Apple offers movies on iTunes

Apple Computer will start selling movie downloads from Walt Disney's film studios, in a bid to turn its iTunes online music store into a one-stop shop for digital entertainment.

    Apple says the movies will cost between $10 and $15

    Steve Jobs, the company's chief executive, said that Apple would also deliver a device in the first quarter of 2007 to let consumers stream movies, music, photos, podcasts and television shows from the web to their home entertainment systems.

    Code-named iTV, the device will cost $299. Analysts said on Tuesday that it could solve the entertainment industry's dilemma of bridging the gap between the living room television and the computer.

    Apple's eagerly anticipated movie service will sell new releases from the Disney, Pixar, Touchstone and Miramax studios for $12.99 if pre-ordered or bought during the first week available. Normally, new releases will cost $14.99 and other feature-length films will cost $9.99.
       
    Jobs said that about 75 films are now available on iTunes, and that they take about 30 minutes each to download for users with high-speed internet connections.

    Consumers can view the movies on their iPods and computers, and eventually on televisions with the upcoming iTV player.
       
    "In less than one year we've grown from offering just five TV shows to offering over 220 TV shows, and we hope to do the same with movies," Jobs said.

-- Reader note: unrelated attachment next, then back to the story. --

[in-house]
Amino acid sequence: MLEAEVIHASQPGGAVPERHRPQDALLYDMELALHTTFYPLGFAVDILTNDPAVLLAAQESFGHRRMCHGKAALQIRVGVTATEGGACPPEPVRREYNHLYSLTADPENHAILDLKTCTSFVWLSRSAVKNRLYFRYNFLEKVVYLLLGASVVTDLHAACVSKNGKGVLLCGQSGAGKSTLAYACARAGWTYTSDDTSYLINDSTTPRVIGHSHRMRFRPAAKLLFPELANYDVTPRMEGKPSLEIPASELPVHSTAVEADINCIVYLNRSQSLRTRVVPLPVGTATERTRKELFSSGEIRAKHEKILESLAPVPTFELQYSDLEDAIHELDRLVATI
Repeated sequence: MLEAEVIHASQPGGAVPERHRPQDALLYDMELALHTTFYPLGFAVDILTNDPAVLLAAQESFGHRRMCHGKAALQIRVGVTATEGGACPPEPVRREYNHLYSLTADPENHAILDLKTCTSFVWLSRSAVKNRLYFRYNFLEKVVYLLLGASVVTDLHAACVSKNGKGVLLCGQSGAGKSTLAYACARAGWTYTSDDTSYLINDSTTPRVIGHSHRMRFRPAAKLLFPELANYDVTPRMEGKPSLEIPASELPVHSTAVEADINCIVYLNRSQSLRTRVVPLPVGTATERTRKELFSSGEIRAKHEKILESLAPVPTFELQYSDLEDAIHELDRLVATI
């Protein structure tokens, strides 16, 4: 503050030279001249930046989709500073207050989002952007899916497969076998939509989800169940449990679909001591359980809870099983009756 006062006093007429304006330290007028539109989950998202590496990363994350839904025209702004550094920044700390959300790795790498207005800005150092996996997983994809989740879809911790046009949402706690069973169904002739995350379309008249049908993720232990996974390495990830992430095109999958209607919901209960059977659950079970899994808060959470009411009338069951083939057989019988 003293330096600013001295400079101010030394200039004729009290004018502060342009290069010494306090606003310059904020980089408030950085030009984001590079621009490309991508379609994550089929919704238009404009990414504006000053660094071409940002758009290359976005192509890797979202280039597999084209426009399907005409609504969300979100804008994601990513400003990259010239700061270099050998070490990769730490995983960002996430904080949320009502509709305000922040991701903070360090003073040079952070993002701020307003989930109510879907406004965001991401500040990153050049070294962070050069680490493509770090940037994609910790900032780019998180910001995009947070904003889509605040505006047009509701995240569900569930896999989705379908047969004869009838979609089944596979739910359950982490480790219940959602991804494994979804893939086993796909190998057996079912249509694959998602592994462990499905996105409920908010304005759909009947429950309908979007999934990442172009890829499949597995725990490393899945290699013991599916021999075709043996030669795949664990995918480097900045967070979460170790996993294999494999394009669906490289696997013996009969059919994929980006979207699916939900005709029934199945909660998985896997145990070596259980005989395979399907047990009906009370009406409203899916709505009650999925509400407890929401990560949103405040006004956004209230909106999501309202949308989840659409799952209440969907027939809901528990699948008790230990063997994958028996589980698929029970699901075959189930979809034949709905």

"iTunes is selling over 1 million videos a week, and we hope to match that with movies in less than a year," he added.
       
    New iPods

    Jobs, a Disney director and one of the company's largest individual shareholders, also introduced new versions of the iPod with brighter screens and longer battery life as Apple looks to expand its dominant position in digital music.
       

    Analysts have said it was only a matter of time before Apple started selling full-length movie downloads via iTunes, which has already sold 1.5 billion songs and more than 45 million TV shows.

    Longtime Apple watcher and analyst Tim Bajarin of Creative Strategies said: "Any of the other studios would be crazy not to jump on this."

    SOURCE: Reuters


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